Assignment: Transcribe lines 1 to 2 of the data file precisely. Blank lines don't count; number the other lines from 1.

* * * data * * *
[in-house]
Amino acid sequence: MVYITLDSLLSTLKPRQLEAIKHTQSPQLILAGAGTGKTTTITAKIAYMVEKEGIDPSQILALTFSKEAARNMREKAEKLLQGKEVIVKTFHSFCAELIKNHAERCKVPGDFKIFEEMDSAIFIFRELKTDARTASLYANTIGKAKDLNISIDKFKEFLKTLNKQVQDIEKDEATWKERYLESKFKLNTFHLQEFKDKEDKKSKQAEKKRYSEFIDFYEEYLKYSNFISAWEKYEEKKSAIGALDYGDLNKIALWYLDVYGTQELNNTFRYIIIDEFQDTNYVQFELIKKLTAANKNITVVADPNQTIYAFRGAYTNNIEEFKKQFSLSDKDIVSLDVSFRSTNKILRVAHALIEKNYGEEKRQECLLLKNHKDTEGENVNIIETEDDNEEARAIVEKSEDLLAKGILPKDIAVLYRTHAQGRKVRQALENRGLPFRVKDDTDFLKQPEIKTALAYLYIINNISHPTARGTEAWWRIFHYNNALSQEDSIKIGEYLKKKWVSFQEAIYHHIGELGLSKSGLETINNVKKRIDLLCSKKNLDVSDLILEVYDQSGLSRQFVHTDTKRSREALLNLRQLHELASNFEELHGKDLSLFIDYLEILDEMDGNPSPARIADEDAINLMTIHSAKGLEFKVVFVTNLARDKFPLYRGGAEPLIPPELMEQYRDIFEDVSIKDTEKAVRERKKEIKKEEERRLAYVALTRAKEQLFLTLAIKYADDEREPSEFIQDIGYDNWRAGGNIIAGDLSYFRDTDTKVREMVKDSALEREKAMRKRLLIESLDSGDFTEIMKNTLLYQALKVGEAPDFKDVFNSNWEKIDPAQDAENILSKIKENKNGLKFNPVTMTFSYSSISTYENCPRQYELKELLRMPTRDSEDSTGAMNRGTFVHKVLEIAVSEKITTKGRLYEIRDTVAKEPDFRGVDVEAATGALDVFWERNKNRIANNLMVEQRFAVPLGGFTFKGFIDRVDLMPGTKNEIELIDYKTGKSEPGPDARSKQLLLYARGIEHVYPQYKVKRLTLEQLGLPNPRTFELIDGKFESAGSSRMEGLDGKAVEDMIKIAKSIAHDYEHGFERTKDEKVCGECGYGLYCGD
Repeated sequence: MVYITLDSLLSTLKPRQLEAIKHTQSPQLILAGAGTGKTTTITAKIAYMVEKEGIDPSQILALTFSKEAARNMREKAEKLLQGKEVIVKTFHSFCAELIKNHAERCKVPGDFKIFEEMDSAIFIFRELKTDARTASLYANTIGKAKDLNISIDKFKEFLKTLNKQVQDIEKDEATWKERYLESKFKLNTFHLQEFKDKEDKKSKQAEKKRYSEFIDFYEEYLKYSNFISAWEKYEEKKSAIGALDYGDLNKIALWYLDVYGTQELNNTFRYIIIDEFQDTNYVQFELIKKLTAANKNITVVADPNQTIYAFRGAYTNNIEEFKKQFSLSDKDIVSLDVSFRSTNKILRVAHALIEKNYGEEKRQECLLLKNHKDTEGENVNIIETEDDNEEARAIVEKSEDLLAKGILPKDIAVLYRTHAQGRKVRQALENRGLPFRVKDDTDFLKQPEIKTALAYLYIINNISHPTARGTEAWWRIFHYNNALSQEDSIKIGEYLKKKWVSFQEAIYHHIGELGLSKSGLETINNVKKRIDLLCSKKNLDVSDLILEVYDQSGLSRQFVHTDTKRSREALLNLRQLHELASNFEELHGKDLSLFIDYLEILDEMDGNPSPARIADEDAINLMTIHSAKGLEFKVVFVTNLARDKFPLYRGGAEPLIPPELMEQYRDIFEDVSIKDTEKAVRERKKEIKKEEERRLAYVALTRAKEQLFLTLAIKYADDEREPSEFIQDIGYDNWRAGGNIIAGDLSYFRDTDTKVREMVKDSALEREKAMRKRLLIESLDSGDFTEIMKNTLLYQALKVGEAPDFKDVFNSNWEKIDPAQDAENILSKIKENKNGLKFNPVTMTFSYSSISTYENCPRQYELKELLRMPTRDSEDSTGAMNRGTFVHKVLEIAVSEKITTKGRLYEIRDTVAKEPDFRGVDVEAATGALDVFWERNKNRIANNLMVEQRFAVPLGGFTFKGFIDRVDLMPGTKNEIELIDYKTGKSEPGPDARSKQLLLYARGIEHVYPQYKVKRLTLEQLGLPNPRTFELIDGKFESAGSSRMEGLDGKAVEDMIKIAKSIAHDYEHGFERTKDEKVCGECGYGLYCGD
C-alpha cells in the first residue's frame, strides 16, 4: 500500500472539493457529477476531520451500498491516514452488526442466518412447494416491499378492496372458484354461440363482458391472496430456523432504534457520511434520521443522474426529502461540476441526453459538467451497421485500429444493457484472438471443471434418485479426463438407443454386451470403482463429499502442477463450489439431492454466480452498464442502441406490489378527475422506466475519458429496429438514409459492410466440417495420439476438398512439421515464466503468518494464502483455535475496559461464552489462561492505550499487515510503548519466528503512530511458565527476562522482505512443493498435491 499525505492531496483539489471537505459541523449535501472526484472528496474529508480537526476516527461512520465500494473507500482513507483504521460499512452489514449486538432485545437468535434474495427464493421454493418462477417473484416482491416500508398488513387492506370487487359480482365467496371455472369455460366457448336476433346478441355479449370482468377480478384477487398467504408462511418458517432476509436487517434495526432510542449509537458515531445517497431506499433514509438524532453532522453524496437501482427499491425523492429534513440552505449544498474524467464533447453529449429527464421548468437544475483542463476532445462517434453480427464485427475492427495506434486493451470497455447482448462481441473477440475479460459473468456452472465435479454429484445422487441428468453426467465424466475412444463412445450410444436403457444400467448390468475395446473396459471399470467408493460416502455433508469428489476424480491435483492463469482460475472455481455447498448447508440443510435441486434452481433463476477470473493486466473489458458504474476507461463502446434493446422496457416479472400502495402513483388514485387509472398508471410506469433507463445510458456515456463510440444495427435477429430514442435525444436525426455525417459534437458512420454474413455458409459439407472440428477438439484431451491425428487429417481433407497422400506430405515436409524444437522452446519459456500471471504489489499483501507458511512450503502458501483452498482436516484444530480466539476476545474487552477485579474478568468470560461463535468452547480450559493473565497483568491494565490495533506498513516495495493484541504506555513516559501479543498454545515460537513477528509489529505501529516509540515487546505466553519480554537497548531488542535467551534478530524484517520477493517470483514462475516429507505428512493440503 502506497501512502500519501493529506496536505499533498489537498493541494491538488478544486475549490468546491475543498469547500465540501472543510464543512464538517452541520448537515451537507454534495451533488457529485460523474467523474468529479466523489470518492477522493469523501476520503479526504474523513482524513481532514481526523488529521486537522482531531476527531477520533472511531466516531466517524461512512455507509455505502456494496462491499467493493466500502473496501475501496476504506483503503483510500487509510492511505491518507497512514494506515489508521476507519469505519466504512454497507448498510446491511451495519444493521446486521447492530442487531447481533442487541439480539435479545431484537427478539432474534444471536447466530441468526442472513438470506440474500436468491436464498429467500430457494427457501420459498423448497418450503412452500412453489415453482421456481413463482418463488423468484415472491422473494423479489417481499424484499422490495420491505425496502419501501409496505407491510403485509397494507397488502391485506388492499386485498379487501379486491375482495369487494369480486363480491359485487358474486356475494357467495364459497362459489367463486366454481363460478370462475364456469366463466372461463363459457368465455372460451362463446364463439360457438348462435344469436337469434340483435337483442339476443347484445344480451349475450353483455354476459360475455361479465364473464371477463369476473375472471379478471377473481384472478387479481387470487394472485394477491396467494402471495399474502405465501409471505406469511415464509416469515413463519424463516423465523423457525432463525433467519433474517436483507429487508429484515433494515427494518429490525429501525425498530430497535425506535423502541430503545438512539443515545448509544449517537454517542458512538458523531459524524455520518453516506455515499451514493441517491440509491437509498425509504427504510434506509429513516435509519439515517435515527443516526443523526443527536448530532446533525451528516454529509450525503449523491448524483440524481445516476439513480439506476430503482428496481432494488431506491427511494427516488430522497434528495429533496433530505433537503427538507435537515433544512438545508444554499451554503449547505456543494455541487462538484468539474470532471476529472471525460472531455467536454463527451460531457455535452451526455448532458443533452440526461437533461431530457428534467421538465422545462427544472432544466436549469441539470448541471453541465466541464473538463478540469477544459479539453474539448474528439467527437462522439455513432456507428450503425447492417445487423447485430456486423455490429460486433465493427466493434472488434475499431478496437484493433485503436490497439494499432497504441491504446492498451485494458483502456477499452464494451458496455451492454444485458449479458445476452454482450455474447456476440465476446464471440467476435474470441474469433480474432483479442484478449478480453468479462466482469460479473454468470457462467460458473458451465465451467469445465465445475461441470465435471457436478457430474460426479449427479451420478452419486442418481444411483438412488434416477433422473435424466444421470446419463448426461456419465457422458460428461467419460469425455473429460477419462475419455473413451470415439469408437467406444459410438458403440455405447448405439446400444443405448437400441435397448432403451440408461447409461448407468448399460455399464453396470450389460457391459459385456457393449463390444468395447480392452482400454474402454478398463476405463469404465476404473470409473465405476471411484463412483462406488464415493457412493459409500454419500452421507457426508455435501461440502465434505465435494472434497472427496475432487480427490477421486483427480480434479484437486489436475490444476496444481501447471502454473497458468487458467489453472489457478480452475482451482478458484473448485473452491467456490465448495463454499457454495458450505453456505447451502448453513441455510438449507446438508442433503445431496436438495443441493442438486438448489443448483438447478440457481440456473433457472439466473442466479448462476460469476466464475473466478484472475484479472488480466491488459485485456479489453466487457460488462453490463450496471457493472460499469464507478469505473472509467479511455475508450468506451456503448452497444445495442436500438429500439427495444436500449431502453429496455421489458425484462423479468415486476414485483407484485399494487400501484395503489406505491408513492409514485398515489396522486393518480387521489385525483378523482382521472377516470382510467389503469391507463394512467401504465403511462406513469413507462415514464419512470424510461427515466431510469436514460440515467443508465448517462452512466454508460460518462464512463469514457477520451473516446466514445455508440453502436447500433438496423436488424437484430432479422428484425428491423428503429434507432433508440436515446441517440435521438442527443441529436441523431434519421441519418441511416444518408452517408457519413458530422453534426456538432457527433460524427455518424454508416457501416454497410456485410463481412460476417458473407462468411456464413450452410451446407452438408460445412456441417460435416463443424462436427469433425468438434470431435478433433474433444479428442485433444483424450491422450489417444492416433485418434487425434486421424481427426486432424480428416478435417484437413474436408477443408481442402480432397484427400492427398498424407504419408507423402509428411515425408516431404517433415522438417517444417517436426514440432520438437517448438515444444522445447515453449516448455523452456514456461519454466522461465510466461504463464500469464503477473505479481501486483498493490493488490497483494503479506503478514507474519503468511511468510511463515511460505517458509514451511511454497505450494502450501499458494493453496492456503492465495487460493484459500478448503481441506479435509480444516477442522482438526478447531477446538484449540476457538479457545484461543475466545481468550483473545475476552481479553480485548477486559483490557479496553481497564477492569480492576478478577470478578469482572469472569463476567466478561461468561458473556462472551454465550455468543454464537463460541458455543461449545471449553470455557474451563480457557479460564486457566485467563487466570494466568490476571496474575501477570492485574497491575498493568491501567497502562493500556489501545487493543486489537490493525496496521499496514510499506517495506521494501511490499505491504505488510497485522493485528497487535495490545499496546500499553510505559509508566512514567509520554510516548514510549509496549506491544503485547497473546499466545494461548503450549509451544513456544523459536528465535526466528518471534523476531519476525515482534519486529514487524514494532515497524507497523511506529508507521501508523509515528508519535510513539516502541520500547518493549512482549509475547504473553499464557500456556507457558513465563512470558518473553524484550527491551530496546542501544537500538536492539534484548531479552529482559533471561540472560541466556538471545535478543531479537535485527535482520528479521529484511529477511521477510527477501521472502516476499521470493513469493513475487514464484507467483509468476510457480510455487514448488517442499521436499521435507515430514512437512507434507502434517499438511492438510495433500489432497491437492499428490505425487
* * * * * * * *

[in-house]
Amino acid sequence: MVYITLDSLLSTLKPRQLEAIKHTQSPQLILAGAGTGKTTTITAKIAYMVEKEGIDPSQILALTFSKEAARNMREKAEKLLQGKEVIVKTFHSFCAELIKNHAERCKVPGDFKIFEEMDSAIFIFRELKTDARTASLYANTIGKAKDLNISIDKFKEFLKTLNKQVQDIEKDEATWKERYLESKFKLNTFHLQEFKDKEDKKSKQAEKKRYSEFIDFYEEYLKYSNFISAWEKYEEKKSAIGALDYGDLNKIALWYLDVYGTQELNNTFRYIIIDEFQDTNYVQFELIKKLTAANKNITVVADPNQTIYAFRGAYTNNIEEFKKQFSLSDKDIVSLDVSFRSTNKILRVAHALIEKNYGEEKRQECLLLKNHKDTEGENVNIIETEDDNEEARAIVEKSEDLLAKGILPKDIAVLYRTHAQGRKVRQALENRGLPFRVKDDTDFLKQPEIKTALAYLYIINNISHPTARGTEAWWRIFHYNNALSQEDSIKIGEYLKKKWVSFQEAIYHHIGELGLSKSGLETINNVKKRIDLLCSKKNLDVSDLILEVYDQSGLSRQFVHTDTKRSREALLNLRQLHELASNFEELHGKDLSLFIDYLEILDEMDGNPSPARIADEDAINLMTIHSAKGLEFKVVFVTNLARDKFPLYRGGAEPLIPPELMEQYRDIFEDVSIKDTEKAVRERKKEIKKEEERRLAYVALTRAKEQLFLTLAIKYADDEREPSEFIQDIGYDNWRAGGNIIAGDLSYFRDTDTKVREMVKDSALEREKAMRKRLLIESLDSGDFTEIMKNTLLYQALKVGEAPDFKDVFNSNWEKIDPAQDAENILSKIKENKNGLKFNPVTMTFSYSSISTYENCPRQYELKELLRMPTRDSEDSTGAMNRGTFVHKVLEIAVSEKITTKGRLYEIRDTVAKEPDFRGVDVEAATGALDVFWERNKNRIANNLMVEQRFAVPLGGFTFKGFIDRVDLMPGTKNEIELIDYKTGKSEPGPDARSKQLLLYARGIEHVYPQYKVKRLTLEQLGLPNPRTFELIDGKFESAGSSRMEGLDGKAVEDMIKIAKSIAHDYEHGFERTKDEKVCGECGYGLYCGD